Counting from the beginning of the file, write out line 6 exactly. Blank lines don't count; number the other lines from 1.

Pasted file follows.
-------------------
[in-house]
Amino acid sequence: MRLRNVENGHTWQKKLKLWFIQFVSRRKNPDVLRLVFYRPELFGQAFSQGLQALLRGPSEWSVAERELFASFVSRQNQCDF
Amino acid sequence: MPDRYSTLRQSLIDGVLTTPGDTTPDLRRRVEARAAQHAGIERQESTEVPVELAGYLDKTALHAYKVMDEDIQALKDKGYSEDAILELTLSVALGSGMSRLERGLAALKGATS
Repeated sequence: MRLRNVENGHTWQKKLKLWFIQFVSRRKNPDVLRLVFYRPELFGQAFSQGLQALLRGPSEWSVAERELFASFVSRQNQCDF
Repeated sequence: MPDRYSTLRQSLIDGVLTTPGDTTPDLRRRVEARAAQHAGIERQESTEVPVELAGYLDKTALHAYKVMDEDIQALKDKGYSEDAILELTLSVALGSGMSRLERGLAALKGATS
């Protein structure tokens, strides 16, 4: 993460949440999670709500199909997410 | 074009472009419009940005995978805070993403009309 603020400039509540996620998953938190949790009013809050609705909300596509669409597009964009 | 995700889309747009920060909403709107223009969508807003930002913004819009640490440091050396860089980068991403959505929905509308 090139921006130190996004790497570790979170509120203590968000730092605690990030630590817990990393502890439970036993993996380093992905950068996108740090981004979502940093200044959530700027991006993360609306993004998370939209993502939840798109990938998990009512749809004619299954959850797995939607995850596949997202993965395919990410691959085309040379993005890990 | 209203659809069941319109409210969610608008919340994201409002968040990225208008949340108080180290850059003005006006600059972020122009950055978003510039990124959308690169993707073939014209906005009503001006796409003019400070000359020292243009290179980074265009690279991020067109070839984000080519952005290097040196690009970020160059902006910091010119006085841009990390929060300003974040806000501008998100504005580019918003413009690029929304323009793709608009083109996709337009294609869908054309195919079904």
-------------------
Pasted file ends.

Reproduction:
């Protein structure tokens, strides 16, 4: 993460949440999670709500199909997410 | 074009472009419009940005995978805070993403009309 603020400039509540996620998953938190949790009013809050609705909300596509669409597009964009 | 995700889309747009920060909403709107223009969508807003930002913004819009640490440091050396860089980068991403959505929905509308 090139921006130190996004790497570790979170509120203590968000730092605690990030630590817990990393502890439970036993993996380093992905950068996108740090981004979502940093200044959530700027991006993360609306993004998370939209993502939840798109990938998990009512749809004619299954959850797995939607995850596949997202993965395919990410691959085309040379993005890990 | 209203659809069941319109409210969610608008919340994201409002968040990225208008949340108080180290850059003005006006600059972020122009950055978003510039990124959308690169993707073939014209906005009503001006796409003019400070000359020292243009290179980074265009690279991020067109070839984000080519952005290097040196690009970020160059902006910091010119006085841009990390929060300003974040806000501008998100504005580019918003413009690029929304323009793709608009083109996709337009294609869908054309195919079904």